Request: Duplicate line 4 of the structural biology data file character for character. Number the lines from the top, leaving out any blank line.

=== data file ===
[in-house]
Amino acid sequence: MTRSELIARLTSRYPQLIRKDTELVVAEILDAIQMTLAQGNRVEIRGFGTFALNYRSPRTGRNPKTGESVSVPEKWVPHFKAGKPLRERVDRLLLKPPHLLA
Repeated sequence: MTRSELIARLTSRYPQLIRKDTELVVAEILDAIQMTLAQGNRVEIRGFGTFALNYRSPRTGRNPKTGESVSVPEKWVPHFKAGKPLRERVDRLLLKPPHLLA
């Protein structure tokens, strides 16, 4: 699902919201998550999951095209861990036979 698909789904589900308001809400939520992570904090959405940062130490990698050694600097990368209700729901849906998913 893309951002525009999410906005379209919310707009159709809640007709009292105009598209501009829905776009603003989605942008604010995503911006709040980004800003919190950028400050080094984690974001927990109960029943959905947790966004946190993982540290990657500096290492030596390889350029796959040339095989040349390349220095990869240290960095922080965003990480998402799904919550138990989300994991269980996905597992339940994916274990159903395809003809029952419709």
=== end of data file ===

């Protein structure tokens, strides 16, 4: 699902919201998550999951095209861990036979 698909789904589900308001809400939520992570904090959405940062130490990698050694600097990368209700729901849906998913 893309951002525009999410906005379209919310707009159709809640007709009292105009598209501009829905776009603003989605942008604010995503911006709040980004800003919190950028400050080094984690974001927990109960029943959905947790966004946190993982540290990657500096290492030596390889350029796959040339095989040349390349220095990869240290960095922080965003990480998402799904919550138990989300994991269980996905597992339940994916274990159903395809003809029952419709």